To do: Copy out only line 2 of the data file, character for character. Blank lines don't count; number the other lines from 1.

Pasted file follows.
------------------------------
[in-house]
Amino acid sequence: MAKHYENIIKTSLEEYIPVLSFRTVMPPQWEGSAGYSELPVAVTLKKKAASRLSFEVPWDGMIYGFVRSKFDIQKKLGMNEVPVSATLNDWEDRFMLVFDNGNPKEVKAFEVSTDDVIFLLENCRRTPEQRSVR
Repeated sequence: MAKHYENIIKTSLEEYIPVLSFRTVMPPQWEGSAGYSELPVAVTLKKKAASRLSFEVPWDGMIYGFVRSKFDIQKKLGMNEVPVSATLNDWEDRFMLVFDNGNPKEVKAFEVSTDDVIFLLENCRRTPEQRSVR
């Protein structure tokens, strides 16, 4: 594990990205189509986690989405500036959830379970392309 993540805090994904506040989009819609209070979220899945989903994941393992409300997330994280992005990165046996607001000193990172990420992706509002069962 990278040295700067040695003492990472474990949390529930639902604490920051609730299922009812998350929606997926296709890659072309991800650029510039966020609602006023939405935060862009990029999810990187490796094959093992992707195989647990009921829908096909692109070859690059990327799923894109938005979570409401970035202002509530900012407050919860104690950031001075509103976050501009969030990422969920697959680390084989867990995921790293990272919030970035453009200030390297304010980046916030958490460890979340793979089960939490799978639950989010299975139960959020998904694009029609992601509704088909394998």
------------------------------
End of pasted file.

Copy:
Amino acid sequence: MAKHYENIIKTSLEEYIPVLSFRTVMPPQWEGSAGYSELPVAVTLKKKAASRLSFEVPWDGMIYGFVRSKFDIQKKLGMNEVPVSATLNDWEDRFMLVFDNGNPKEVKAFEVSTDDVIFLLENCRRTPEQRSVR